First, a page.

Nonfiction Nagging- Yoga, Pee Drinking, and Getting Defensive

[Showing off... because I can, and because it's taken a long time to get this]
I love yoga. Like really, really, really love it. Unfortunately, I hate getting in my car to drive there and paying the fees every month. But whatever. I still love yoga. 

Before I start talking about Yoga Bitch by Suzanne Morrison (still hate the name), I have to unload a little pet peeve of mine: I hate it when people imply that yoga is easy. I work harder and sweat more in ninety minutes of vinyasa yoga than I ever did running. I work more muscle groups and focus harder than I ever did pounding the pavement. My flexibility, strength, and balance has improved more in the last sixteen months than in the last sixteen years. Also important is the fact that it is one of the few things in my life that is a true distraction. My mind doesn't turn off- ever. Not even when I sleep (my dreams are exhausting). There's a little hamster in my head that is constantly running on a wheel that churns out thoughts, but during yoga the little thing falls asleep as I'm concentrating every ounce of energy on not falling over or bending just a little bit more. 

[does this look easy? source]

[how about this? source]
[piece of cake! source]

And now that I've confirmed everyone's suspicions that I'm crazy (and slightly more flexible than I look) I'll talk about the book.

Yoga Bitch is Suzanne Morrison's memoir of the time she spent at a yoga retreat in Bali at the age of twenty five. She's at a huge transitional point in her life, getting ready to move cross country from Seattle to New York with her boyfriend, who she obviously has some doubts about. She goes to Bali to earn her yoga teaching certificate and some perspective. When she arrives she has a lot to get used to- the weather is different, the people drink their own urine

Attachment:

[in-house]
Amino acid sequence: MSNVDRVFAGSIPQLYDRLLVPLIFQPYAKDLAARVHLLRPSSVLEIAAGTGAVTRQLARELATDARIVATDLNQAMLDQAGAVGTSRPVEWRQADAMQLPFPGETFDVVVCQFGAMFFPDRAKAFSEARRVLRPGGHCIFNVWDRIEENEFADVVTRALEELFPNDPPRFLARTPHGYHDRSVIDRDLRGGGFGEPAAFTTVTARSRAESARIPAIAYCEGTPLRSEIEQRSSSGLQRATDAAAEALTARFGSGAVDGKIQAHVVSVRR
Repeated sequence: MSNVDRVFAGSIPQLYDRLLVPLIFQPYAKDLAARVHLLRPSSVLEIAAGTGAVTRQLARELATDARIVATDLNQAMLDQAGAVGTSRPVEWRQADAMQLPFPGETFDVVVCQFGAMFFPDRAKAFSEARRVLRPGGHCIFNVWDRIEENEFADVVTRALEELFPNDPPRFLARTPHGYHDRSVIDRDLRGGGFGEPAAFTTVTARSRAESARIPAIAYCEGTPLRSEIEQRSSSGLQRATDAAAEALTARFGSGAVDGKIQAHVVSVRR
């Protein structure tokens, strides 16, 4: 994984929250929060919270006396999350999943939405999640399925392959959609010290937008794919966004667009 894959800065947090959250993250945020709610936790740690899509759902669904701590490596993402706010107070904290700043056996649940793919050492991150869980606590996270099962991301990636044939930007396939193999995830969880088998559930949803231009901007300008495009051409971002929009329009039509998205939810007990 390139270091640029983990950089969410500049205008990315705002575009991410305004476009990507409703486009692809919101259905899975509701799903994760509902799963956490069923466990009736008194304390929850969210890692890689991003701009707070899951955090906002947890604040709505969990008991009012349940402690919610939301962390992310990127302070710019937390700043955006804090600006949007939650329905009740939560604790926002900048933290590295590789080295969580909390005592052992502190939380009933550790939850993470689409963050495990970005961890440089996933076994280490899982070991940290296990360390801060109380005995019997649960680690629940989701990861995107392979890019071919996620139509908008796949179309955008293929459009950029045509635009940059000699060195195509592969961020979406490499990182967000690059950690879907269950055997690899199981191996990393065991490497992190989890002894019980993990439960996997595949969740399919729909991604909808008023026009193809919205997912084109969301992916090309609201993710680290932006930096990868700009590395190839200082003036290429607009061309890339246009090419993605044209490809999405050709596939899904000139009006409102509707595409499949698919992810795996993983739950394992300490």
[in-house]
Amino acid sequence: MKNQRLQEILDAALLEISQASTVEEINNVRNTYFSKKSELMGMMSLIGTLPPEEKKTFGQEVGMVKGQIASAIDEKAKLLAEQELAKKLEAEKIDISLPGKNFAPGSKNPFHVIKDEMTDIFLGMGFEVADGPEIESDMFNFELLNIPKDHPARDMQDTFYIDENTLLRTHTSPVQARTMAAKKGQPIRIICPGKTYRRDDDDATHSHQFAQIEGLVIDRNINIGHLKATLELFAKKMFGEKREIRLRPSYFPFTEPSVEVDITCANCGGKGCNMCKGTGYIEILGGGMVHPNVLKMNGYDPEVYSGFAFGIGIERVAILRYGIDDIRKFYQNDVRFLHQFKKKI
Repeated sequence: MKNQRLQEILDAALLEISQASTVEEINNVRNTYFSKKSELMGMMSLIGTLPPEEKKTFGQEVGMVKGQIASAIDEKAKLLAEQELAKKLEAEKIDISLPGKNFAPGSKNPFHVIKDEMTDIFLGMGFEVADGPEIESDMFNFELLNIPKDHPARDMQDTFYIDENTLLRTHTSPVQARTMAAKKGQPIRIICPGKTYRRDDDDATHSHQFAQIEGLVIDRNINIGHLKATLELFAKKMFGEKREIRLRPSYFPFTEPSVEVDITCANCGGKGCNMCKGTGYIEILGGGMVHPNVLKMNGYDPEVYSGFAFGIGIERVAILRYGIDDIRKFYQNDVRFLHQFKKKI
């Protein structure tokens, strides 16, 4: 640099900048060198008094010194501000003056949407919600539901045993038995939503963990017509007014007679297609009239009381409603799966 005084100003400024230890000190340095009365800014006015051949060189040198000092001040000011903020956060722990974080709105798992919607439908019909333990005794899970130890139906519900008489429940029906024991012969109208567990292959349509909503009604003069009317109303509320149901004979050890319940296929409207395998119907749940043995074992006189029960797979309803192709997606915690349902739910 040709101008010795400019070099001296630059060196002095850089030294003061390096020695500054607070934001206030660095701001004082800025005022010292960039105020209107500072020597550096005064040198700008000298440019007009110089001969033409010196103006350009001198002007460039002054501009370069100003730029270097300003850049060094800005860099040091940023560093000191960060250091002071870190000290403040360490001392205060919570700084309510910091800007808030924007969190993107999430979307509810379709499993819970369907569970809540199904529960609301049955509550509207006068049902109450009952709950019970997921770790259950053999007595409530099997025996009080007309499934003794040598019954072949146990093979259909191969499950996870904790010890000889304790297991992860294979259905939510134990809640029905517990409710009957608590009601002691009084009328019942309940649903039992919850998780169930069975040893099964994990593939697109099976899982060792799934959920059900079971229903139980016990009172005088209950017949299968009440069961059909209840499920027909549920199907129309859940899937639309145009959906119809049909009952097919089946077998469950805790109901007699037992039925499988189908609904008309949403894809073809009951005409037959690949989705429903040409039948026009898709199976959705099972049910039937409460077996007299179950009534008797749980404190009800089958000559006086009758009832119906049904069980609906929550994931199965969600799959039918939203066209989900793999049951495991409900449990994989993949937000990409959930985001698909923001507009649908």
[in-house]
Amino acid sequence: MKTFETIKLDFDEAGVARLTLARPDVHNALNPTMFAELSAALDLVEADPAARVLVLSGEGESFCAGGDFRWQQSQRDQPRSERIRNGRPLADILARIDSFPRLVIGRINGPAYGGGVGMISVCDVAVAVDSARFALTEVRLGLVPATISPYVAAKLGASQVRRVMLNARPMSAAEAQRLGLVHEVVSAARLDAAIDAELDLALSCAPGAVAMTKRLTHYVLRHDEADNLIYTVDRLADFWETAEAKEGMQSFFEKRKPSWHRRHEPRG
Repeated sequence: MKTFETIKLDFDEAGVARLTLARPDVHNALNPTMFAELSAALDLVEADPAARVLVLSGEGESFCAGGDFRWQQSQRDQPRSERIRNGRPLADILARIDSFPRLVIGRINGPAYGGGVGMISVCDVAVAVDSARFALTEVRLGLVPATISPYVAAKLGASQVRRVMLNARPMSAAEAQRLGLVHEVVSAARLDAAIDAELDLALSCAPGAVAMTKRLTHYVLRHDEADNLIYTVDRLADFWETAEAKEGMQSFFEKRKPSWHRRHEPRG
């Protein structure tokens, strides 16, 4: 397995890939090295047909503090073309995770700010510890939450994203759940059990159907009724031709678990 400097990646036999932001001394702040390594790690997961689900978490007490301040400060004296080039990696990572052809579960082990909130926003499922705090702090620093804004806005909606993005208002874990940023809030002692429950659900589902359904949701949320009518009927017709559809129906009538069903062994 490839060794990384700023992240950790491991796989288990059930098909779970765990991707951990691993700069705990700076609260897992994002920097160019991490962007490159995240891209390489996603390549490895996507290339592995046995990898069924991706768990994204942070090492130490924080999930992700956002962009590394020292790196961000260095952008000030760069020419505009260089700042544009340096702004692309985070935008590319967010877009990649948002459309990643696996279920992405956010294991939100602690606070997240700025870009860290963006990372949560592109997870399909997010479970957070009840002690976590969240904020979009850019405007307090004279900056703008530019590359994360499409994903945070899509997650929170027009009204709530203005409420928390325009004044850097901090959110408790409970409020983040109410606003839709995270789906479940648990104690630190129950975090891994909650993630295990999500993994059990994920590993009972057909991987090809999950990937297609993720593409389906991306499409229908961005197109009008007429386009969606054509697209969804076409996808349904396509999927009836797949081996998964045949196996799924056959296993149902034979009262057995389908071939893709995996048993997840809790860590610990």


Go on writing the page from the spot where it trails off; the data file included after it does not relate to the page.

(supposedly it prevents parasites), and they are supposed to abstain from sugar, alcohol, and sex of any sort. As the two months pass she makes friends, becomes more comfortable in her own skin, and learns to love the country. 

At first I was a little disappointed that there wasn't more yoga talk than there was. I wanted to hear more about mastering the moves and how to better embrace the physicality of the sport. But Morrison started growing on me- her skepticism regarding the spirituality component mirrors my own and her sarcasm juxtaposed the serenity of the retreat nicely. I could relate to her having to fight for calm and her need to question the intent of others. Her honesty about her need for affection and material goods was refreshing, and I loved that she managed to corrupt the rest of the group into sneaking into town for milkshakes, brownies and cocktails (my kind of girl!). 

I also appreciated the fact she wasn't preachy or so devout that she became intimidating. In fact, she took time away from her practice after her time in Bali and had to refall in love with it. Her discussion of the commercialization of the industry was interesting, as it has been something I have spent a lot of time thinking about (like when I'm looking at Lululeomon's website...). 

If you practice yoga, want to practice, or like the idea of going away to escape life and gain some perspective this book is for you. And, just so everyone knows, I don't drink my own pee. 


  1. Good to know you don't drink your own pee. lol

    This book sounds fascinating and I believe you that yoga isn't easy. I have only done a beginner video and I was so sore the next day. I really want to take classes at some point, but we will see if I ever have the money. :/ This sounds like it would be a good summer read. I just turned 25 so I think I will enjoy it even more.

  2. I'm always looking for interesting memoirs, and this one sounds quite good. I find it fascinating to read about people who do things like this author did, things that I would never have the courage to do (but kind of wish I did!). I'm a big fan of yoga, but also despise driving to the class and paying the fees.